Ofsted is bad, but poor leadership is worse

Inspection time is when staff need guidance and reassurance most, but panicked managers often compound the stress and uncertainty
20th March 2015, 12:00am
Trevor Milton


Ofsted is bad, but poor leadership is worse


Even in the best circumstances, it's extremely stressful when Ofsted comes knocking. The scrutiny - and the consequences of that scrutiny - can bring the most stalwart and resolute staff member to their knees.

Regardless of whether everything is as it should be, a visit from the inspectorate brings with it self-doubt, anxiety and the fear that an arbitrary judgement could harm your students and the college - a place you may care about deeply. Life under the microscope can make you despair.

But at least you know what to expect. Although Ofsted inspections cause a great deal of pressure, there's a certain consistency in the way they unfold. They're unpleasant, but it's a familiar unpleasantness. And if a college is managed well, the hope is that the inspection will result in a fair judgement of the excellent things that are going on within. There may be a few nods to playing the game in order to sway opinion, but there's also an underlying faith that the hard work, organisation and dedication of all staff - from senior management down - will be recognised and reflected in the report and the grade. The expectation is that the inspection team will bring with them an open mind, no agenda and a modicum of fairness.

Out of sight, out of mind

But if somewhere isn't running as it should be, matters are very different. In an effort to find the cracks they need to paper over, terrified senior management turn their own magnifying glass on the college - angled in such a way that it catches the light and turns everything beneath it to a blackened cinder.

Like a child who, to avoid getting into trouble with the angry parent climbing the stairs to inspect their bedroom, throws toys and clothes willy-nilly into cupboards and boxes, this smacks of desperation. Instead of genuinely being put in order, the detritus is hidden out of sight in bulging cupboards and underneath beds, ready to go back to exactly how it was once the room is given a once-over. It's all about the surface. And it is hugely hypocritical.

This process can start with rumours of an Ofsted visit (those who may not have the wherewithal to get their house in order are often extremely wily in discovering such information). Then things that are never normally mentioned - or monitored or cared about - become of the utmost importance with little or no warning.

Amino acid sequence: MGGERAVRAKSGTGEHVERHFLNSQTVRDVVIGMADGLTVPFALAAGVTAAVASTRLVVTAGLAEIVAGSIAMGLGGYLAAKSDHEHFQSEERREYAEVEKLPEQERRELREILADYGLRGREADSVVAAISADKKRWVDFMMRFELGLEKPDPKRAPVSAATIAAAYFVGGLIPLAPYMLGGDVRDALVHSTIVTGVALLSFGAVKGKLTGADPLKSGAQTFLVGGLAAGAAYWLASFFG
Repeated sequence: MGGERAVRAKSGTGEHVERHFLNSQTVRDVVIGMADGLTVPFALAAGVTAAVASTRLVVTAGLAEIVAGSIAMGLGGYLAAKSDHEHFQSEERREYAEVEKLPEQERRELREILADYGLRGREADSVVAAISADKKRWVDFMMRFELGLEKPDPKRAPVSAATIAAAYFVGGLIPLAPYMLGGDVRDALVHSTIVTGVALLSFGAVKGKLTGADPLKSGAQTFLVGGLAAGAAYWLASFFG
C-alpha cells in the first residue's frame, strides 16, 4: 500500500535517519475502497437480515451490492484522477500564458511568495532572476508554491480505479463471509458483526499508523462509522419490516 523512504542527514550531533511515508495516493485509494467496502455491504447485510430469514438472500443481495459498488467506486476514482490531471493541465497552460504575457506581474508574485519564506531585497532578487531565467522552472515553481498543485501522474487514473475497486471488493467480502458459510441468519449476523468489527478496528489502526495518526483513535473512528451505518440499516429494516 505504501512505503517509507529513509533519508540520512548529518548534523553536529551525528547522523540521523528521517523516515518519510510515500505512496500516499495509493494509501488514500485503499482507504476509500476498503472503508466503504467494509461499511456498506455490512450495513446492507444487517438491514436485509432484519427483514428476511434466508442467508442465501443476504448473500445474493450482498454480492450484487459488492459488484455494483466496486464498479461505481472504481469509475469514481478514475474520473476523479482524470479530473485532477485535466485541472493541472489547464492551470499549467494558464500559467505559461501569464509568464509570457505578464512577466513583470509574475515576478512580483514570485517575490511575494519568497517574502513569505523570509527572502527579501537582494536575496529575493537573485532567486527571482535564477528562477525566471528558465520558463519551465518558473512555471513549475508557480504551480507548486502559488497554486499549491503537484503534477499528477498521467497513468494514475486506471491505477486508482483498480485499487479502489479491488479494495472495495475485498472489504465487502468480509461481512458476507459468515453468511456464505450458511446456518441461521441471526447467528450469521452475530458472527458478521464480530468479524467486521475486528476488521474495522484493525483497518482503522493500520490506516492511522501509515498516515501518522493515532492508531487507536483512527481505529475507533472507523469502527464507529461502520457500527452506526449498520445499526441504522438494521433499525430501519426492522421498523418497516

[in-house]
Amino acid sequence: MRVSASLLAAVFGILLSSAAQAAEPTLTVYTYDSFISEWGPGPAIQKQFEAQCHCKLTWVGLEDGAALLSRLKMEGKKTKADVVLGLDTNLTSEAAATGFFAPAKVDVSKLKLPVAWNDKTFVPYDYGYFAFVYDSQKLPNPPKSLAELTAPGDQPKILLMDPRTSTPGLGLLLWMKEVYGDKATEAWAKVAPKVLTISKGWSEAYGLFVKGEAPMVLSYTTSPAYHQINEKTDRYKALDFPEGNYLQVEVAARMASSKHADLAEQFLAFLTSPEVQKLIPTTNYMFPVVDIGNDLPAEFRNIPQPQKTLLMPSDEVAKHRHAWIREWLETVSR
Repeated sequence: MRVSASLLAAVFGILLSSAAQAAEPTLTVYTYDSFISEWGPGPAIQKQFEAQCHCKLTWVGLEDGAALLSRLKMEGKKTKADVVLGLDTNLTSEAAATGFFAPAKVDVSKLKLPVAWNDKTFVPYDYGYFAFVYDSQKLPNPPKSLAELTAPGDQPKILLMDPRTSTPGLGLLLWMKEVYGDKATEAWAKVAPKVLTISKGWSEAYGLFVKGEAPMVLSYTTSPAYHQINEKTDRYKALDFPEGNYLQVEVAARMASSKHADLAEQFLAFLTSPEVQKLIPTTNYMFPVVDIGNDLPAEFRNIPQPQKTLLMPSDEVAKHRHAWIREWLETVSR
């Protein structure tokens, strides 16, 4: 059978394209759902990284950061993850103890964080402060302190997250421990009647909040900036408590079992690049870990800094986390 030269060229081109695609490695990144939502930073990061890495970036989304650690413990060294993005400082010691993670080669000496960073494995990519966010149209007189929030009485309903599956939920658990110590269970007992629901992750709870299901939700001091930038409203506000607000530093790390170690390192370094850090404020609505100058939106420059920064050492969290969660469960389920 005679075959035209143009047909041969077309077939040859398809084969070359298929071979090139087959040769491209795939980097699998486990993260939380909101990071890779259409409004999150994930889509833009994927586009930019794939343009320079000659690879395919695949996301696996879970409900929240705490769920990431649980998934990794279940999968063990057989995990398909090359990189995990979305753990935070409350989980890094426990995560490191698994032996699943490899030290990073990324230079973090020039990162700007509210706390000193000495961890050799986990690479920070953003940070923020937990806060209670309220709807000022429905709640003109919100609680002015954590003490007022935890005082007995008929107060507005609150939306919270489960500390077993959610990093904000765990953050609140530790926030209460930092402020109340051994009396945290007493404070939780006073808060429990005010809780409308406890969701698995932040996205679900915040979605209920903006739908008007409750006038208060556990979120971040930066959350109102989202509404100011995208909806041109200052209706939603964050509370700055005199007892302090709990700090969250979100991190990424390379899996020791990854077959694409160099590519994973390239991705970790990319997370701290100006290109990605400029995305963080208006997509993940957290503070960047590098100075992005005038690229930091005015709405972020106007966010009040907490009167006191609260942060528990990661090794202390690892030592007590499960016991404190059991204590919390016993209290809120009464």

Often these areas that apparently need our attention so pressingly are identified by outside consultants who specialise in what Ofsted will be on the lookout for, rather than the college management team themselves. Knowing what is going on in their own establishment is seemingly beyond their capacity.

The focus is not on what will drive improvement or what could be done to try to solve some of the obvious problems the college is facing. Instead the focus is on (and only on) what the inspectorate will be concerned about, and is so narrow that it will serve only as a temporary reprieve to some of the more systemic issues.

In the firing line

The brunt of the pressure, of course, is felt by front-line staff. Shot-in-the-dark decrees based on shot-in-the-dark-hunches pepper teachers and lecturers with extra work that may or may not have any bearing on anything at all. There is little or no pattern and absolutely everything is reactive - at this stage there is little or no time for anything else. Questions are asked and accusations are made about practice in areas where staff have previously begged for support from above only to be ignored. Management are seen pacing corridors; staff have to stifle their surprise at the sight.

Praise is distributed equally randomly. Departments renowned for being ineffectual are held up as examples of good teaching and learning for something as basic as having the correct posters in their classrooms - much to the chagrin of others who have consistently been doing well, albeit out of the spotlight. Much of it is difficult, some of it is nigh-on unbearable and this often results in tears and breakdowns.

Although an Ofsted visit is perhaps not the way most of us would like to spend a couple of days, it is made infinitely less tolerable if a leadership team is on the back foot. Chaos reigns at a time when staff and students need to be shielded from anxiety instead of having it poured on them from above. For as bad as a visit from the inspectors is, a management team trying to hide things from them is much, much worse.

Trevor Milton is a pseudonym. He is an FE teacher in the North of England

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